TIPPING THE SCALES
By Cathy Cunningham
Below the mighty feet of the elephants and rhinos that roam Kwazulu-Natal’s vast terrain, in burrows nestled deep within the earth they tread on, lives a far more modest little creature. A creature that is 1/500th of the size of an elephant, yet capable of defending itself from predators as big as a lion. A prehistoric creature that often walks on his hind legs like a mini T-rex, but never found fame in Jurassic Park. A creature with a tongue longer than its entire body. This mystical little mammal is the pangolin. You may have never heard of the pangolin, and you almost certainly have never encountered one. You’re not alone. Like a friendly yet reclusive neighbor who keeps to himself and minds his own business, the pangolin is rarely seen or heard. Yet the pangolin is the world’s most highly traded mammal on the black market, and running out of time.
Sometimes referred to as a “scaly anteater”, the pangolin is found in Asia and Sub-Saharan Africa. Its body is covered in an armor of scales made of keratin, the same protein as our fingernails, its underbelly soft and sparsely furry. The name ‘pangolin’ is derived from the Malay word “penggulung,” meaning “roller”. With seemingly more hidden powers than Clark Kent, this little roller has the ability to defend itself peacefully from large predators by curling up into an impenetrable ball, and also attacking insects by closing its ears and nostrils when threatened. Pangolins perform an important ecological role in their pursuit of food; they control social insect populations. Using their powerful front legs and curved claws to dig through the earth, each pangolin extracts and consumes up to 70 million insects per year with its extraordinarily long and sticky tongue.
So why is this shy, solitary, ecologically important little creature vanishing from our earth? Simply put, the pangolin is being eaten to the point of extinction. There is an insatiable demand for nearly all of its body parts, principally emanating from China. Pangolins are being hunted for food, for use in traditional medicine, and as part of a booming illegal international trade in scales, skins, and meat. Over 1 million pangolins were poached in the last decade alone. As populations are eliminated in Asia, the trade lines have set their sights on Africa as the new harvesting ground.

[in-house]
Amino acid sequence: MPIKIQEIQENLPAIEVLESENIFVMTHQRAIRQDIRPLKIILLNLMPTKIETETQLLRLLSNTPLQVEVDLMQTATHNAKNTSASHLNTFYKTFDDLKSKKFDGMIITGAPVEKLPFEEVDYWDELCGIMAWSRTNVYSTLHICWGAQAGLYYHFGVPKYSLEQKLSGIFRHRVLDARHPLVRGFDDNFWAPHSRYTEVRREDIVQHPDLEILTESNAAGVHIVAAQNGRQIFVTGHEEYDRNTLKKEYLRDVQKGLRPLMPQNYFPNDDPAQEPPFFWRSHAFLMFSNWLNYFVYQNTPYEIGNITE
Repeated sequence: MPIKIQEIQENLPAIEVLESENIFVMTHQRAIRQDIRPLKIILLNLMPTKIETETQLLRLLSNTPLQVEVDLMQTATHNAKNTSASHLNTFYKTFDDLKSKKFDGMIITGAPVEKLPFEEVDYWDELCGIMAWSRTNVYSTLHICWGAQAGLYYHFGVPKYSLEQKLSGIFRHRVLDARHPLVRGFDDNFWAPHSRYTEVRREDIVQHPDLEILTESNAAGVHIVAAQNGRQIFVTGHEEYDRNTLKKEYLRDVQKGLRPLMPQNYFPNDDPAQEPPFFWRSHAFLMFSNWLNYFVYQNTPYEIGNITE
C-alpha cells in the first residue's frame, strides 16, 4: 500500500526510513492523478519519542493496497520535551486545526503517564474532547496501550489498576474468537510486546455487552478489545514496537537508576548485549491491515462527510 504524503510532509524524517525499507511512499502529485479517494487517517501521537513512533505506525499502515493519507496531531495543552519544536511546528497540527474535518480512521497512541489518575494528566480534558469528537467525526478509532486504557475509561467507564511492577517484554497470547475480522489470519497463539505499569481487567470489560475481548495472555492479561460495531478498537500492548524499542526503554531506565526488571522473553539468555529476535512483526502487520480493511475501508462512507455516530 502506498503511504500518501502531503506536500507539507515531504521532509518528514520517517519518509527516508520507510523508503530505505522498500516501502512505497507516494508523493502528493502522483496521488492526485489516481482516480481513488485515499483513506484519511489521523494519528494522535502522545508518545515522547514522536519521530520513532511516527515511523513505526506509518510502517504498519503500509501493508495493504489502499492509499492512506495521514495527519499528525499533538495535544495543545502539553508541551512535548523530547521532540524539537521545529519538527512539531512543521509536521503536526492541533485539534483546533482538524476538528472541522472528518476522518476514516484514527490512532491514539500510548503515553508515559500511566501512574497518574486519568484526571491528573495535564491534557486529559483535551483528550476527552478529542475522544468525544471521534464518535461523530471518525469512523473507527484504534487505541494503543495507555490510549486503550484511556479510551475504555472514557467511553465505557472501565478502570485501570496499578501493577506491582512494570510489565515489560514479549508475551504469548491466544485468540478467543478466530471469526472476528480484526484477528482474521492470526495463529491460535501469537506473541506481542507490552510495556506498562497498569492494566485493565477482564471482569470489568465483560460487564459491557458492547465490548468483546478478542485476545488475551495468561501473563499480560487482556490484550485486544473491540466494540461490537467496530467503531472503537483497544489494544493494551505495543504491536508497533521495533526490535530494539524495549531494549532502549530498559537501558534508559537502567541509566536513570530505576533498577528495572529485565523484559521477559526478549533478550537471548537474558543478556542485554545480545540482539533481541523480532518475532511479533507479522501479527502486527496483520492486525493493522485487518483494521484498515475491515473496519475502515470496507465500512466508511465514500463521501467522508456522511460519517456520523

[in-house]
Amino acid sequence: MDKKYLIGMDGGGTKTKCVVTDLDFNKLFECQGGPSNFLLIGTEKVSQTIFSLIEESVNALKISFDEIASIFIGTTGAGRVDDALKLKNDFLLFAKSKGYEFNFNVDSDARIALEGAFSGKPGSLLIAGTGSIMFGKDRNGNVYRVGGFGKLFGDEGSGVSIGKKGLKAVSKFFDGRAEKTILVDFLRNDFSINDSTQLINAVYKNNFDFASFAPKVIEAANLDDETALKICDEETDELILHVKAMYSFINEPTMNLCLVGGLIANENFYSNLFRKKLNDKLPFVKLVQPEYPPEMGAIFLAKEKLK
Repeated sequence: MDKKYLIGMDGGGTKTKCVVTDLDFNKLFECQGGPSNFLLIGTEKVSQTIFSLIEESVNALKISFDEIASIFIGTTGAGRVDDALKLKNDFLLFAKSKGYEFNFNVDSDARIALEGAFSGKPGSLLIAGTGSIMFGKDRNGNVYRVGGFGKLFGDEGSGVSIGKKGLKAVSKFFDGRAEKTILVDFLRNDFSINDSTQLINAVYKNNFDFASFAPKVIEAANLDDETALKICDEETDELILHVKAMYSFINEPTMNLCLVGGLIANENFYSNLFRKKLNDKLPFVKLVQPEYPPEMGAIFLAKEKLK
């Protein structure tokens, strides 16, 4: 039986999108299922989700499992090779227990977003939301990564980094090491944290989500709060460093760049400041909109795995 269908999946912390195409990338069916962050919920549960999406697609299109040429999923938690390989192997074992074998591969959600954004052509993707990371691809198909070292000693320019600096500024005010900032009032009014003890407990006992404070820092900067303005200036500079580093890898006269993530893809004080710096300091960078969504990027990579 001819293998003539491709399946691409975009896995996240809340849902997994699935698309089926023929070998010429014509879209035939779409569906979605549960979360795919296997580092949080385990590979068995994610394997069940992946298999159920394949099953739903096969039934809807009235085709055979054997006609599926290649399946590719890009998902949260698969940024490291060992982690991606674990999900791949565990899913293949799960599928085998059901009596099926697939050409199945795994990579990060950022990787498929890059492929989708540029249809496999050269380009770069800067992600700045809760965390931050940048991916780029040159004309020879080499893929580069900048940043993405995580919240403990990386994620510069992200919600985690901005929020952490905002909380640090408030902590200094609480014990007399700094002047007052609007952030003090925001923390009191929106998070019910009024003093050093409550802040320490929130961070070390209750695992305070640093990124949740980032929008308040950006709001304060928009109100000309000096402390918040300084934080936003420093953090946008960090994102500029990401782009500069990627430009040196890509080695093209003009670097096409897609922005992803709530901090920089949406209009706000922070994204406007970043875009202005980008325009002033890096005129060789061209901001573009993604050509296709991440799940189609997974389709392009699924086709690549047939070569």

Once a protein supplement for villagers in areas surrounding the mammals’ habitats, pangolin meat has become a ‘luxury’ within Asian markets, a fashionable food for newly-rich urbanites. Traditional Asian medicine believes that pangolin scales have healing powers for a spectrum of bodily complaints and ailments, from wind to cancer. As a result, scales can now fetch the exorbitant price of $3,000 per kilogram. It is somewhat ironic that the very armor that protects the pangolin so efficiently from carnivorous predators in the wild, is the main reason that humans are hunting it so aggressively. And humans are the predators that the pangolin is most defenseless against. In fact, the pangolin is so placid that it can simply be picked up by a pair of human hands.
Demand for pangolin parts far exceeds supply, making the trade extremely lucrative for poachers. Pangolin fetuses have become valuable trophies for sale, due to the belief that when consumed, often in a soup, the unborn pangopup will somehow increase a man’s virility. And this is a key factor in the eradication of the species; pangolins only give birth to one offspring at a time, and there is a bounty on its head (and its mother’s) before it is even born.
Alarmingly, the demand for live pangolins is also increasing. A live pangolin can fetch around $1000 in a restaurant; it is killed on premises when ordered by a patron. The pangolin dies a slow and painful death in this instance. First, the pangolin is knocked unconscious and then its throat is cut and its blood drained as it dies. The pangolin is then boiled to remove its scales. The diner eats various parts of the body and drinks the blood, which is often added to wine.
Very little is known about the illegal pangolin trade other than its devastating extent, evidenced by continuous confiscations of thousands of pangolins at any one time. The increase in poaching for the Asian market is especially concerning. In March 2014, 2,000 kg of pangolin scales worth over US$1.2 million was seized in Hong Kong and the year before another 2,000 kg seized in Vietnam. In 2013, a Chinese vessel was found to have 10,000 kg of pangolin meat onboard. These are the shipments that are seized and reported, and are likely just the tip of the iceberg. Data is therefore often unreliable, underpinned by a lack of awareness in both the general public and governments. This lack of information makes the trade increasingly difficult to monitor and halt.
Time is running out for the pangolin. Their protection and repopulation is critical if the species is to survive. Just as only a rhino needs a rhino horn, only a pangolin needs its scales. Logically, our fingernails would equally possess the “medicinal qualities” that pangolins’ scales are being used for (and their collection wouldn’t lead to the eradication of an entire species). Although not a well-known mammal, the pangolin is the number one target for poachers. Only public and government awareness, together with fast-acting conservation efforts can save it from extinction. On this World Wildlife Day, please introduce the pangolin and its plight to someone you know. And if you can, please help us at the WTF protect the species and donate: www.wildtomorrowfund.org . Let’s tip the scales back in the pangolin’s favor, before it is too late.